As far as the band's concerned, I don't think I have any regrets. Well, when we submitted ‘Run Shithead Run’ for the movie With Honors, we had an instrumental, and they said, ‘no, we want something with words’. And the placeholder song they put in the scene — the song that they really wanted — was EMF’s ‘Unbelievable’. And I'm like, ‘well, if you want something like EMF’s “Unbelievable”, just fucking get EMF’s “Unbelievable”’. Maybe that was too expensive, I don't know. But we had sort of this surfy instrumental, that was pretty cool. We submitted that, and they said, ‘no, we want words’. So I wrote ‘Run Shithead Run’, because it was a scene where the main character was running through the snow, figuring that they would just automatically choose the instrumental over a song called ‘Run Shithead Run’. But they used it, and they kind of buried it in the movie. The music supervisor who put that record together, who we'd worked with on a couple of previous albums, was like: ‘Well, that's it. I'm never working with Mudhoney again’. If there's any regret, it's that. But I think the story alone is kind of worth the regret.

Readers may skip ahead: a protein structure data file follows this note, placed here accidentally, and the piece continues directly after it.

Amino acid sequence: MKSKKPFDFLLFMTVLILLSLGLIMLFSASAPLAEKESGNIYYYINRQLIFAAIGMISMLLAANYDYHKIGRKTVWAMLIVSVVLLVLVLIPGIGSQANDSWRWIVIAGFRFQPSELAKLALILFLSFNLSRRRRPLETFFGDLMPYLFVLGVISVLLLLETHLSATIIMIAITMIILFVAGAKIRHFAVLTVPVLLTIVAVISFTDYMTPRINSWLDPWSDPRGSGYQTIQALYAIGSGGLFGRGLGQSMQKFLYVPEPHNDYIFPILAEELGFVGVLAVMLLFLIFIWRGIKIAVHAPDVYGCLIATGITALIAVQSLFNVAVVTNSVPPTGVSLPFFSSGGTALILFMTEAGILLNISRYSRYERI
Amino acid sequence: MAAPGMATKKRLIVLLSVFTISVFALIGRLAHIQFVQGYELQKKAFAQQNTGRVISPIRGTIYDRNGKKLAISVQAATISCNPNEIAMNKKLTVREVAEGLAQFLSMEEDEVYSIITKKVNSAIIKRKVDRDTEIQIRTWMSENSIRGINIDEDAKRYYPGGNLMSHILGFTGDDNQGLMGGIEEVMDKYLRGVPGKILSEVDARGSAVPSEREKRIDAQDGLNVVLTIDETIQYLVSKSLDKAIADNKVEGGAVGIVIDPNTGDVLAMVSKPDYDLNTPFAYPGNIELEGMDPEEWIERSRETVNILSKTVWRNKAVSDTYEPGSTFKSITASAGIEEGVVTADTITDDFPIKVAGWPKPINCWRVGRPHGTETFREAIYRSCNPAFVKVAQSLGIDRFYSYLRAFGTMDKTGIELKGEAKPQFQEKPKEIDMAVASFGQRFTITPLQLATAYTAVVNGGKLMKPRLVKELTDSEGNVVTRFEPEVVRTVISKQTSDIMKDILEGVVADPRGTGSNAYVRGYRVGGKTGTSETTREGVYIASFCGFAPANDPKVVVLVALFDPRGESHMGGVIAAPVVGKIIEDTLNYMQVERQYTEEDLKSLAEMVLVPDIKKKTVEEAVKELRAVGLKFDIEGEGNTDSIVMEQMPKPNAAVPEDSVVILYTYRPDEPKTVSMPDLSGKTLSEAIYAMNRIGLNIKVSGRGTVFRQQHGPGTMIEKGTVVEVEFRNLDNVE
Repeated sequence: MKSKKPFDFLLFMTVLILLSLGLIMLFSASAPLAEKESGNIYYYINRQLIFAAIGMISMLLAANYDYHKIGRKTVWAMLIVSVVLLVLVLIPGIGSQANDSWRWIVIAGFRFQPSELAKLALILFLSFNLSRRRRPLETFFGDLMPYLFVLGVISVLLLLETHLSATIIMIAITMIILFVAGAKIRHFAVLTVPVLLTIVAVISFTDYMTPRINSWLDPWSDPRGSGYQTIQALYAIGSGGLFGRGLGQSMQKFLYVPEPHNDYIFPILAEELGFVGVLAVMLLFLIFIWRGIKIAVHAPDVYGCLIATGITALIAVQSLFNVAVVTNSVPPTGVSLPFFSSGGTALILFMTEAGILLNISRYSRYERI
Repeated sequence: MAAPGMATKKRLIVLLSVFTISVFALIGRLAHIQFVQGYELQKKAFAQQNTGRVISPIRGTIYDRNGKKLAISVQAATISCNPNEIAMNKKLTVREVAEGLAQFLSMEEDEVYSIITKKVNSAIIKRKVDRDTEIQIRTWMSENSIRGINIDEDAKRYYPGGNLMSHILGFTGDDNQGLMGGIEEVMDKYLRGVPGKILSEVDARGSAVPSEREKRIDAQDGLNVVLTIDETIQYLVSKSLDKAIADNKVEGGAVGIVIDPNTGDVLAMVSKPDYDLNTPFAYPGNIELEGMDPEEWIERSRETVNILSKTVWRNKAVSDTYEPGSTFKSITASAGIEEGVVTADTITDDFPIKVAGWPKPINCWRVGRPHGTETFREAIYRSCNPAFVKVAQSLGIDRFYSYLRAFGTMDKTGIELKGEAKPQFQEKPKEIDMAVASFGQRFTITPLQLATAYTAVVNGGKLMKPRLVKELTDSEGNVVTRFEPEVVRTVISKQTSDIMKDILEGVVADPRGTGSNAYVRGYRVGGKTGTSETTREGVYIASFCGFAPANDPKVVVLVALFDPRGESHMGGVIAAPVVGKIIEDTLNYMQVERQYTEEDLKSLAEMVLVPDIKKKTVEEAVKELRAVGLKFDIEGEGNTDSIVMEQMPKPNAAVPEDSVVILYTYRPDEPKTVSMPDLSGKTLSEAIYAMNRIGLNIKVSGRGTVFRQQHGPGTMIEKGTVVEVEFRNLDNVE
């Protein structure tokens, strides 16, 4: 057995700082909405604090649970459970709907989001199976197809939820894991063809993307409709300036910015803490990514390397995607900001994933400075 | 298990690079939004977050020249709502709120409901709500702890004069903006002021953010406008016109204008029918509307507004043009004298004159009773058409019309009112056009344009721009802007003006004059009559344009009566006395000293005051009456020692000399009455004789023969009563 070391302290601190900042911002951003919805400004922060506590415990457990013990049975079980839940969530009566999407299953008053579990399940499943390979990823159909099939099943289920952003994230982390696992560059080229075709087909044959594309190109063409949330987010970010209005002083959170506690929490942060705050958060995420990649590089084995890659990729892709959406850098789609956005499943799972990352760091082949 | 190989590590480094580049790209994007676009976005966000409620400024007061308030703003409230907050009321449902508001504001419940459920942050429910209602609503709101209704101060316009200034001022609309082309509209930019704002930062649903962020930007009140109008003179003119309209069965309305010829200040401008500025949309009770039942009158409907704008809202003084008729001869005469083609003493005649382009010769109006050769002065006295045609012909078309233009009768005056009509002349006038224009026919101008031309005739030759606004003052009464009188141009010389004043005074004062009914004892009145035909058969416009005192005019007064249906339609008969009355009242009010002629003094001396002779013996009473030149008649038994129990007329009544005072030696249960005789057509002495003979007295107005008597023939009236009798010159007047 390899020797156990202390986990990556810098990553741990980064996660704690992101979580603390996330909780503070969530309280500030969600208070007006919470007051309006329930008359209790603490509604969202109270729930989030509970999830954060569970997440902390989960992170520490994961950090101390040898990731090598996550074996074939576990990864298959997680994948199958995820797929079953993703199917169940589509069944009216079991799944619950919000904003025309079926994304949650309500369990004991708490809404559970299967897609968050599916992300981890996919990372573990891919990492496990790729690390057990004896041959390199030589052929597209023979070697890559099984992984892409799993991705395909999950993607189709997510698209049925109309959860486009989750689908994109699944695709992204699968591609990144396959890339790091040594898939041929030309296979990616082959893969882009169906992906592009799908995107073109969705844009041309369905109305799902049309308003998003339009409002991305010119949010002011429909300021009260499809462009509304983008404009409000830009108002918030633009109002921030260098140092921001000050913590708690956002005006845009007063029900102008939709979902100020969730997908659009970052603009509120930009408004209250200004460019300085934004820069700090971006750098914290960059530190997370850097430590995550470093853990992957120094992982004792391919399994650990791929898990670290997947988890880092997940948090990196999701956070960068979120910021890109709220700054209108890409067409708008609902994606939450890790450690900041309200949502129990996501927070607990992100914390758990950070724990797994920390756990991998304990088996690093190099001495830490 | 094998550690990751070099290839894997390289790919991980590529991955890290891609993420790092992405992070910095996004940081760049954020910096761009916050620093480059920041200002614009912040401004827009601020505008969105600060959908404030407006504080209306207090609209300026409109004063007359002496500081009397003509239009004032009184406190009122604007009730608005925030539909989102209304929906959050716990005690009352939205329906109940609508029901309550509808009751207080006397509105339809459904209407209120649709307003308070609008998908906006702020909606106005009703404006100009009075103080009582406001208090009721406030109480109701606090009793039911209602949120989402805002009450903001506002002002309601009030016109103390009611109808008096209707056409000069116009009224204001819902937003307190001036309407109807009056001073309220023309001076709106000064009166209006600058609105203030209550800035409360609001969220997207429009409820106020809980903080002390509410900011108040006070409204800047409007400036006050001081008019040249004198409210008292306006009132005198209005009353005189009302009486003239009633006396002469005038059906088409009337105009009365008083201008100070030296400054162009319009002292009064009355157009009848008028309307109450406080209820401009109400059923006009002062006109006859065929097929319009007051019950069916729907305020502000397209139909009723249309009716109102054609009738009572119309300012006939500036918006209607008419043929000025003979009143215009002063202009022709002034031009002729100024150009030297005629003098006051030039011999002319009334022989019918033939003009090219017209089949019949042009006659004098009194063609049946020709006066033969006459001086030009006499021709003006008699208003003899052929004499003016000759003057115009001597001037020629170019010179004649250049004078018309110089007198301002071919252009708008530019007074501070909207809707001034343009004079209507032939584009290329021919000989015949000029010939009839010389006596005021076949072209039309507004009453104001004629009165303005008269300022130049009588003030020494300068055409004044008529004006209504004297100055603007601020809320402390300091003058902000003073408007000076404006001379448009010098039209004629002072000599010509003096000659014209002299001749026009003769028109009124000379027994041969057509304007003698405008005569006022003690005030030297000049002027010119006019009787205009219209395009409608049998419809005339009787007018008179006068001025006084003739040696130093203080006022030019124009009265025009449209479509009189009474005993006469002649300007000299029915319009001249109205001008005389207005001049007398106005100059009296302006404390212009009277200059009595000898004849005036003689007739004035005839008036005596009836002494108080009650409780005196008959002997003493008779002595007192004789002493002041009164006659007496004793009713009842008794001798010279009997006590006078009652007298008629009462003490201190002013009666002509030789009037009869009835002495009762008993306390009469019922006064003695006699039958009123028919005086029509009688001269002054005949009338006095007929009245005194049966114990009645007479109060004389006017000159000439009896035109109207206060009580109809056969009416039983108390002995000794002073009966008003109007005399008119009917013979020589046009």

What are your plans for the future as a band?

We plan to keep going. We only envision things a year ahead of time. I'm not someone who's planned well for retirement, or anything like that. So, you know, play shows here and there. More like do tours here and there, because we can't just do a show real quickly, with Guy being where he is.

What about Guy? He’s living in Australia now and I saw that you guys are starting the tour there next month. How do you think this will impact the future of the band?

Well, it makes things a little more difficult logistically, you know? Before any tour, we have to get together to rehearse. We're all flying down about a week before the tour, and we're gonna rehearse. By the time we land, that's two days lost, flying to Australia, just because of the time zone change and whatnot. I’m just sort of obsessed with this, because I had to finally buy the tickets. It was so expensive, and I kept putting it off, hoping they would go down, and they didn't go down. And before the US tour, Guy is gonna fly here and stay with friends for a week beforehand, and we're gonna rehearse and then embark on our tour.

Last one: Steve also told me that you guys would be back in Brazil when we got a new president. We already took care of that. So, when you guys coming? 

Do you know André Barcinski? He's been in contact and trying to get us to Brazil at some point. It's just a matter of finding a time slot that works for all of us. It would be fantastic to get back to Brazil, because the audiences are always fucking incredible. I love the food and the shows are super fun.